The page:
Egyptian Cobra Facts
Scientific Name: Naja haje
African Names: Egiptiese Kobra (Afrikaans), Bou-Ftira (Arabic), Bou Sekka (Arabic), Koboko (Swahili)
Length: Normally between 5 and 8 feet long
Average Adult Weight: Up to 20 pounds
Life Span: 20 to 30 years
Description: The cobra's head is large and depressed with a broad snout. Its eyes are large with round pupils. Most Egyptian cobras are a shade of brown with light or dark mottling. Often they have a "tear-drop" mark below their eye. Some Egyptian cobras are completely black.
Habitat: The cobra makes its home in areas that are dry to moist with some vegetation such as savanna and semi-desert areas. Egyptian cobras do not make their homes in desert areas.
Countries found in: Algeria, Benin, Burkina Faso, Cameroon, Central African Republic, Chad, Egypt, Eritrea, Ethiopia, Ghana, Guinea Bissau, Guinea, Ivory Coast, Kenya, Libya, Mali, Mauritania, Morocco, Niger, Nigeria, Senegal, Sierra Leone, Somalia, Sudan, Tanzania, Togo, and Uganda
Babies: Egyptian cobras lay 8 to 33 eggs in a clutch. The incubation period is anywhere from 48 to 70 days. The hatchlings are roughly 8 inches to 16.5 inches long. They are able to fend for themselves shortly after being hatched.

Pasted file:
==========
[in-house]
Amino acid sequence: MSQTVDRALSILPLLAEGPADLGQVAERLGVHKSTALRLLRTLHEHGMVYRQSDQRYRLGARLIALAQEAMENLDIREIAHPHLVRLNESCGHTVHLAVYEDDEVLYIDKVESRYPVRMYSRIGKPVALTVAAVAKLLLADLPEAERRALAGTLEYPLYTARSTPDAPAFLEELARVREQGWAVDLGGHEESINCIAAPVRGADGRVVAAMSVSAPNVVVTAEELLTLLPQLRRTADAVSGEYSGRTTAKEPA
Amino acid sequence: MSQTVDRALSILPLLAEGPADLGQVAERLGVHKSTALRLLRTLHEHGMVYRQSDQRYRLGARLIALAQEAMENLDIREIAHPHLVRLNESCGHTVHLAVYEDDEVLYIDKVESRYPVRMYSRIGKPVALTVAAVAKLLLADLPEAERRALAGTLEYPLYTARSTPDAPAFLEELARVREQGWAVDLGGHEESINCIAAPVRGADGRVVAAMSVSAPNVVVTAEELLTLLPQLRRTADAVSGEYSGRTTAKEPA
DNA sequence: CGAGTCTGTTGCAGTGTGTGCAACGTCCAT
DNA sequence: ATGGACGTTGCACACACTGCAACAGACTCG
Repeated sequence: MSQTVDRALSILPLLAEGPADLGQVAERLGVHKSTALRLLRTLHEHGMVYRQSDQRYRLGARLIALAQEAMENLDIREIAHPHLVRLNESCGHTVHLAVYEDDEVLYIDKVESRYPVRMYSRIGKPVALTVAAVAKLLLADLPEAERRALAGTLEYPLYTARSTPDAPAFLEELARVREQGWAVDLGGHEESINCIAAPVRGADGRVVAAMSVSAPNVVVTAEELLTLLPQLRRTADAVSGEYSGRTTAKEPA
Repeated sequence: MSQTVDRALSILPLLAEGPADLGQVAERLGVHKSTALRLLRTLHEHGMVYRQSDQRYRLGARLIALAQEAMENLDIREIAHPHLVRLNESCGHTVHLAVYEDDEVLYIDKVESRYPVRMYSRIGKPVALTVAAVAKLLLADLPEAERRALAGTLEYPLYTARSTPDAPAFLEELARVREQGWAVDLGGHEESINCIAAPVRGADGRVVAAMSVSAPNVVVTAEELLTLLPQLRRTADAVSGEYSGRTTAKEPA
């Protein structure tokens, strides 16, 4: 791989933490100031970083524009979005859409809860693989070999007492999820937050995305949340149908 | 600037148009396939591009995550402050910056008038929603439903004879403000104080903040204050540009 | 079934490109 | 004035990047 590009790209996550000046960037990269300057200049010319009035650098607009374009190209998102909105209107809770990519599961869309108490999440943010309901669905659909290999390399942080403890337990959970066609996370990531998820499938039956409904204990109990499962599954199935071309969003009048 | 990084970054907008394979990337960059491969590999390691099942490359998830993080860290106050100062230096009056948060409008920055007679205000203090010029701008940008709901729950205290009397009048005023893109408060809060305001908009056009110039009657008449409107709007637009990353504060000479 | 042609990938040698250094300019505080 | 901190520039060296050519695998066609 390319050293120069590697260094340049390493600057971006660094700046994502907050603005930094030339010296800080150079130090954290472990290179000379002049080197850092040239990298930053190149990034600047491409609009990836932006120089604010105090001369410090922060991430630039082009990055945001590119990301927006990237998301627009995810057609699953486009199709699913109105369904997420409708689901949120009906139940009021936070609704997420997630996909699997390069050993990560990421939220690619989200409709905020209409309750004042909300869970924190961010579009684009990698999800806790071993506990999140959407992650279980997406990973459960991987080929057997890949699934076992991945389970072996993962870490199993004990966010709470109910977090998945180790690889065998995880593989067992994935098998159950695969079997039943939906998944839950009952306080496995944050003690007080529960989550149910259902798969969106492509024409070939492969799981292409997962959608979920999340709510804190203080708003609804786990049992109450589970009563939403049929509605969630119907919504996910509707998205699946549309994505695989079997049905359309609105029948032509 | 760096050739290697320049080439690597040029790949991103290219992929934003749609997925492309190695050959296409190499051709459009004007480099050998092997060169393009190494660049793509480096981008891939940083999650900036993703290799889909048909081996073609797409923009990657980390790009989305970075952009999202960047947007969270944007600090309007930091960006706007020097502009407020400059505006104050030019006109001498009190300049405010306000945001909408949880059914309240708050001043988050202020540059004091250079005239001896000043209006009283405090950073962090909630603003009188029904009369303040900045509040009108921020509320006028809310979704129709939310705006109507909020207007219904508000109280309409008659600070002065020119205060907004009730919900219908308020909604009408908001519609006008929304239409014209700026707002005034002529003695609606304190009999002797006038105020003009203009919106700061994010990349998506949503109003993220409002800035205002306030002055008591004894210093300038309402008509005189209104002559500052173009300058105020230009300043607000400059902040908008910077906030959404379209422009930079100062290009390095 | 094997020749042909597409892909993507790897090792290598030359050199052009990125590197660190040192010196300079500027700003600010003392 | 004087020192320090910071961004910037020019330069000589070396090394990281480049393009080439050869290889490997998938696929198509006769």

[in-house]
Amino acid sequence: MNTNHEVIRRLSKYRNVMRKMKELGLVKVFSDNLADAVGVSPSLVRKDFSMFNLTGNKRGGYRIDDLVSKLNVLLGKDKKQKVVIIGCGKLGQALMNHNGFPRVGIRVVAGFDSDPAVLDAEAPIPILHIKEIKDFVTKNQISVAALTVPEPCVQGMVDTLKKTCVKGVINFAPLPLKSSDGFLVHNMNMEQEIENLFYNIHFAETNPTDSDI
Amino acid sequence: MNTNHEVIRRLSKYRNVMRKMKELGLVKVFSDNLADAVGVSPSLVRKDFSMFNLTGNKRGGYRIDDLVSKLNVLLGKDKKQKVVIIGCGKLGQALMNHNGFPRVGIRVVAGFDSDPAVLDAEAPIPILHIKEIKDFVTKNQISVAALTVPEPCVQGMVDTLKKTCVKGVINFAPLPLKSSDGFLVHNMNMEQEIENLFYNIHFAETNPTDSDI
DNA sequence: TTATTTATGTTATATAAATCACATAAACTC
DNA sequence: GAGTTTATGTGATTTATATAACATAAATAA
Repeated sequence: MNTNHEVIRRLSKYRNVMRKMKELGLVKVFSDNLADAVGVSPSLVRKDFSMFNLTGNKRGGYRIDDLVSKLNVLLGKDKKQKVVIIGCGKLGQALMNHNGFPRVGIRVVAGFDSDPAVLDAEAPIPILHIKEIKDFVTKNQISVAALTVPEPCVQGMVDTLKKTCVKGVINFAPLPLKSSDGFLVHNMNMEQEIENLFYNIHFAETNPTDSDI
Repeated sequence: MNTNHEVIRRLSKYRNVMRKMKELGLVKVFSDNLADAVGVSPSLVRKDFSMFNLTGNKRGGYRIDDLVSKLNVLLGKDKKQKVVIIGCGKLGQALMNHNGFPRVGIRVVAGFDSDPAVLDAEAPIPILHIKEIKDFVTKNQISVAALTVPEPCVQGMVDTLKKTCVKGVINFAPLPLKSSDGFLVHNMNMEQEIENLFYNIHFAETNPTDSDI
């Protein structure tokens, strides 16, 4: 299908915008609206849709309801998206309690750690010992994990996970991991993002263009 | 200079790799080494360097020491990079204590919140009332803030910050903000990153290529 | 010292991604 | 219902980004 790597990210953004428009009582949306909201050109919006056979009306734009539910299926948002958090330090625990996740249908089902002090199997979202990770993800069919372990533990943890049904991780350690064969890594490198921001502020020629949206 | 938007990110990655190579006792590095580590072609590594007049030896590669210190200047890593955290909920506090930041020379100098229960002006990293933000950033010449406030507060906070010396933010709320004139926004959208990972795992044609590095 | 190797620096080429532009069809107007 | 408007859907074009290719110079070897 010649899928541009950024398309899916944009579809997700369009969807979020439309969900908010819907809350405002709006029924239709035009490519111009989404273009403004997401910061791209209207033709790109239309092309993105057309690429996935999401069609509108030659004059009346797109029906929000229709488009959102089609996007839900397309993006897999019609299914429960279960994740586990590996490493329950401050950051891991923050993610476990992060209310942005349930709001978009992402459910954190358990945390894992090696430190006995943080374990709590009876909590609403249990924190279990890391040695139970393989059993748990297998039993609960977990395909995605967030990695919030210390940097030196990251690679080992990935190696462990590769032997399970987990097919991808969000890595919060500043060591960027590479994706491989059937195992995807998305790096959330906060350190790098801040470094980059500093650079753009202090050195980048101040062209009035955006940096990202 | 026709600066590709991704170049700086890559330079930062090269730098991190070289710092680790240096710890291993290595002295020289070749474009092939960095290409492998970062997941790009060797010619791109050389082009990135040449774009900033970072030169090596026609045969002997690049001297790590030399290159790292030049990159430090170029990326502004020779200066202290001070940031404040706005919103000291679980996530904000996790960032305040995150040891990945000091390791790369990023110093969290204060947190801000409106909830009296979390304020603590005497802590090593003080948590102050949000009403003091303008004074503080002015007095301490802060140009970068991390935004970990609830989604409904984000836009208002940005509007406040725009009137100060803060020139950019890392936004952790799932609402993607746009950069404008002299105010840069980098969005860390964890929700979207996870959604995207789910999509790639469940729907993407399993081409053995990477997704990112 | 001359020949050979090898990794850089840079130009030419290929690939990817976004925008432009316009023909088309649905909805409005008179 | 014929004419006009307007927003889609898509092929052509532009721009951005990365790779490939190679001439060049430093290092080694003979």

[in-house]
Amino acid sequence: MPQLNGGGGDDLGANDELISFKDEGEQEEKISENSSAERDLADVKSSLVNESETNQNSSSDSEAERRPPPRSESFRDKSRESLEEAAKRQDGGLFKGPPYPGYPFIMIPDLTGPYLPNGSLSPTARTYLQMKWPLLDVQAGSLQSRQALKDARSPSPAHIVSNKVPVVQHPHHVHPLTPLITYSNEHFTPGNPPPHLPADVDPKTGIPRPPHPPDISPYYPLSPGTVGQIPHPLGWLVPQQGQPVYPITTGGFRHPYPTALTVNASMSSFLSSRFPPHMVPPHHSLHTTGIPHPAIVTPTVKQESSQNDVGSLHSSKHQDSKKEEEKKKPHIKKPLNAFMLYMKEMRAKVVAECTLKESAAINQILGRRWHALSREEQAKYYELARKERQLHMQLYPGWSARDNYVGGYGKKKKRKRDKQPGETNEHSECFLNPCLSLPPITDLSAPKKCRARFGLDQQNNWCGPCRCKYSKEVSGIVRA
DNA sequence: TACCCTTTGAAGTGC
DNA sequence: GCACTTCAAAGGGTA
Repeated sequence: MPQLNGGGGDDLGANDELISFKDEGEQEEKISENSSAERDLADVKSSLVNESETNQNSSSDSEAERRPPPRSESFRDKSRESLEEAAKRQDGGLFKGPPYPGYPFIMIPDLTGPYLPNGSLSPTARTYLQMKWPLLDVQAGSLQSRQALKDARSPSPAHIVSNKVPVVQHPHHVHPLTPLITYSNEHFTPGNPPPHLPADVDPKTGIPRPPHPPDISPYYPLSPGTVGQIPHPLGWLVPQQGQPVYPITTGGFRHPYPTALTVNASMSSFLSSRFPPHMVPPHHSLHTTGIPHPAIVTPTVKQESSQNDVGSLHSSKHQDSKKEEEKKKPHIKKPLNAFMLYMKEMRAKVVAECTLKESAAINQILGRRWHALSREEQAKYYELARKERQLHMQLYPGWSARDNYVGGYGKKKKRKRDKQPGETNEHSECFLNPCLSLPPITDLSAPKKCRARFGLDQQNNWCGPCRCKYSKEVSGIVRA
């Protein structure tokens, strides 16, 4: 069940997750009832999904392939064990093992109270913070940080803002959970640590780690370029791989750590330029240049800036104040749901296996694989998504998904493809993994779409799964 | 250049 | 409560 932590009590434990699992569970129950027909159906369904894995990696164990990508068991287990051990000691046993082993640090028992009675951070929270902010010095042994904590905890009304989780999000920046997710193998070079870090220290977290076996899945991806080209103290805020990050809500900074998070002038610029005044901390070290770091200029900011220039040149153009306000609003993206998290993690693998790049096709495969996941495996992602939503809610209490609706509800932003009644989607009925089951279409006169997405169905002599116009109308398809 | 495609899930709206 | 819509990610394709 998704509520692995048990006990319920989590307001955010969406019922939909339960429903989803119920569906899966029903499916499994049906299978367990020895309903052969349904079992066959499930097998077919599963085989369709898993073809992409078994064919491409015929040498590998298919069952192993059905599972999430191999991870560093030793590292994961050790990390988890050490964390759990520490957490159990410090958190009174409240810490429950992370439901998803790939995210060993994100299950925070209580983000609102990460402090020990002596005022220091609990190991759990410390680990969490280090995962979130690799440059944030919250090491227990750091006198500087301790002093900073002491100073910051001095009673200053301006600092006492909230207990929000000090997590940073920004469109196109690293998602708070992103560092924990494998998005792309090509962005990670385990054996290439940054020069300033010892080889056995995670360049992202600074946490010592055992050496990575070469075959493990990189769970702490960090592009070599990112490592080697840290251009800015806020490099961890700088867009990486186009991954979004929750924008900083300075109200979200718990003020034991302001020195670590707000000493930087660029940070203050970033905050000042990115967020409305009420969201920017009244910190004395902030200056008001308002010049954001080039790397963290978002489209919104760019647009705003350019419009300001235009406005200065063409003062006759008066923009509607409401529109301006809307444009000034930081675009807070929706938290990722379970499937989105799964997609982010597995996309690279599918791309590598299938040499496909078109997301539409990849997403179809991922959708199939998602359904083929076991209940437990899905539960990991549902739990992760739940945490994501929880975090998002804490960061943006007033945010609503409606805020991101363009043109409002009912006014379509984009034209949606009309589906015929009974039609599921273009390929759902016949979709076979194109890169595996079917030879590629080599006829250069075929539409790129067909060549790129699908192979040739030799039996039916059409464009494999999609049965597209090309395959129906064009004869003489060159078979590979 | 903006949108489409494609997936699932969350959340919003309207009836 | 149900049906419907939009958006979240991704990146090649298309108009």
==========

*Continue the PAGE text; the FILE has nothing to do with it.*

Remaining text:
Food: Egyptian cobras like to eat eggs, chicks, toads, lizards, birds, small mammals, lizards, toads, along with other snakes.
Group Name: A quiver of cobras
Habits: In the wild, Egyptian cobras are nocturnal. You can occasionally see a cobra sunning itself in the early morning.
When threatened, the cobra will try to get away. If the cobra can't get away, it will rise up and spread its hood as a warning. Sometimes, they will pretend to convulse and die hoping predators will leave it alone.
Conservation Status: Least concern
Interesting Facts: The Egyptian cobra is one of the largest and most common cobras in Africa.
The venom from an Egyptian Cobra can kill an elephant in three hours and a human in fifteen minutes. The venom is a neurotoxin which stops signals from the nervous system from reaching muscles, lungs, and heart. Death is caused by complete respiratory failure.
Cleopatra, along with her two attendants, are said to have committed suicide by being bitten by an Egyptian cobra.
On March 25, 2011 an Egyptian cobra escaped from it's enclosure in the reptile house. The reptile house has been closed hoping the cobra will eventually emerge from its hiding place.
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